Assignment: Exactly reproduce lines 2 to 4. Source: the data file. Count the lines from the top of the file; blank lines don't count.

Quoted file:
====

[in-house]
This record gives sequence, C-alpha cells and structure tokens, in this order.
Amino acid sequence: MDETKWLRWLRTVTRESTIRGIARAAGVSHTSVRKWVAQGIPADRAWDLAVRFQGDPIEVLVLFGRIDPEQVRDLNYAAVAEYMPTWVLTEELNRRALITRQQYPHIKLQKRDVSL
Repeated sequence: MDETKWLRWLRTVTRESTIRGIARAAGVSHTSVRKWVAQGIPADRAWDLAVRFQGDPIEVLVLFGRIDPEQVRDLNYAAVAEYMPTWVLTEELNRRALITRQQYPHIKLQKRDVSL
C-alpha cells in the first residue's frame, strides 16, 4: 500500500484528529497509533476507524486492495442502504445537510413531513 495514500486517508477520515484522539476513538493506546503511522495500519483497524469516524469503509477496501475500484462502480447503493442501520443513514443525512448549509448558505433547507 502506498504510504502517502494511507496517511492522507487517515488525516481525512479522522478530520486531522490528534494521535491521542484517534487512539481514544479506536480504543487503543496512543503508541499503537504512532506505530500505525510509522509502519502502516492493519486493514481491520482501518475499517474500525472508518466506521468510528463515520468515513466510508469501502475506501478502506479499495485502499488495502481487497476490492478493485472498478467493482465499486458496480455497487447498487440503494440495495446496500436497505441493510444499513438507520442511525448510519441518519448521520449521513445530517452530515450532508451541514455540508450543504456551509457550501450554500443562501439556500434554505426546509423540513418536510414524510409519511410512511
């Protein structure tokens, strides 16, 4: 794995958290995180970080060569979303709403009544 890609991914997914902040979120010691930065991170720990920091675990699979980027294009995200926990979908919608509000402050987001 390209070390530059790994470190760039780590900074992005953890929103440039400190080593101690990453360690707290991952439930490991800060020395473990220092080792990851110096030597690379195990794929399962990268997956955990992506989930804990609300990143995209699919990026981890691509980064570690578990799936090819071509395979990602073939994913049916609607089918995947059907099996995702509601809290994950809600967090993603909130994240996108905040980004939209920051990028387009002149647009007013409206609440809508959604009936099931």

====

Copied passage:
This record gives sequence, C-alpha cells and structure tokens, in this order.
Amino acid sequence: MDETKWLRWLRTVTRESTIRGIARAAGVSHTSVRKWVAQGIPADRAWDLAVRFQGDPIEVLVLFGRIDPEQVRDLNYAAVAEYMPTWVLTEELNRRALITRQQYPHIKLQKRDVSL
Repeated sequence: MDETKWLRWLRTVTRESTIRGIARAAGVSHTSVRKWVAQGIPADRAWDLAVRFQGDPIEVLVLFGRIDPEQVRDLNYAAVAEYMPTWVLTEELNRRALITRQQYPHIKLQKRDVSL